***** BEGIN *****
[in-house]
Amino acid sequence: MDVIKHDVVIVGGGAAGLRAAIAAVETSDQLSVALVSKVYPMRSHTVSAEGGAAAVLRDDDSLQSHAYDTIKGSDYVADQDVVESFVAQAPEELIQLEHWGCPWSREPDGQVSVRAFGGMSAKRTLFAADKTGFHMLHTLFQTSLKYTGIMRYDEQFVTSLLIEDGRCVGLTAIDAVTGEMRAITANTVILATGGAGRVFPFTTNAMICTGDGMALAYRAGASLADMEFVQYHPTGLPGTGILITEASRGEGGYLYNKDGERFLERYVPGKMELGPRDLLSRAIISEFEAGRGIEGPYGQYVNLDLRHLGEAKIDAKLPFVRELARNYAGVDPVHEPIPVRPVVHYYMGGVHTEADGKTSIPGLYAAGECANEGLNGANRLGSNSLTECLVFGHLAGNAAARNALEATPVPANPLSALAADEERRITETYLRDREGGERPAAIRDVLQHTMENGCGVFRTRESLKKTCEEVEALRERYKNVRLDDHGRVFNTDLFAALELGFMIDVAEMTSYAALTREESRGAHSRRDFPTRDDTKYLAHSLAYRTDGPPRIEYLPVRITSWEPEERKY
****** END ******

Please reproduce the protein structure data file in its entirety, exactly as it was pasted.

[in-house]
Amino acid sequence: MDVIKHDVVIVGGGAAGLRAAIAAVETSDQLSVALVSKVYPMRSHTVSAEGGAAAVLRDDDSLQSHAYDTIKGSDYVADQDVVESFVAQAPEELIQLEHWGCPWSREPDGQVSVRAFGGMSAKRTLFAADKTGFHMLHTLFQTSLKYTGIMRYDEQFVTSLLIEDGRCVGLTAIDAVTGEMRAITANTVILATGGAGRVFPFTTNAMICTGDGMALAYRAGASLADMEFVQYHPTGLPGTGILITEASRGEGGYLYNKDGERFLERYVPGKMELGPRDLLSRAIISEFEAGRGIEGPYGQYVNLDLRHLGEAKIDAKLPFVRELARNYAGVDPVHEPIPVRPVVHYYMGGVHTEADGKTSIPGLYAAGECANEGLNGANRLGSNSLTECLVFGHLAGNAAARNALEATPVPANPLSALAADEERRITETYLRDREGGERPAAIRDVLQHTMENGCGVFRTRESLKKTCEEVEALRERYKNVRLDDHGRVFNTDLFAALELGFMIDVAEMTSYAALTREESRGAHSRRDFPTRDDTKYLAHSLAYRTDGPPRIEYLPVRITSWEPEERKY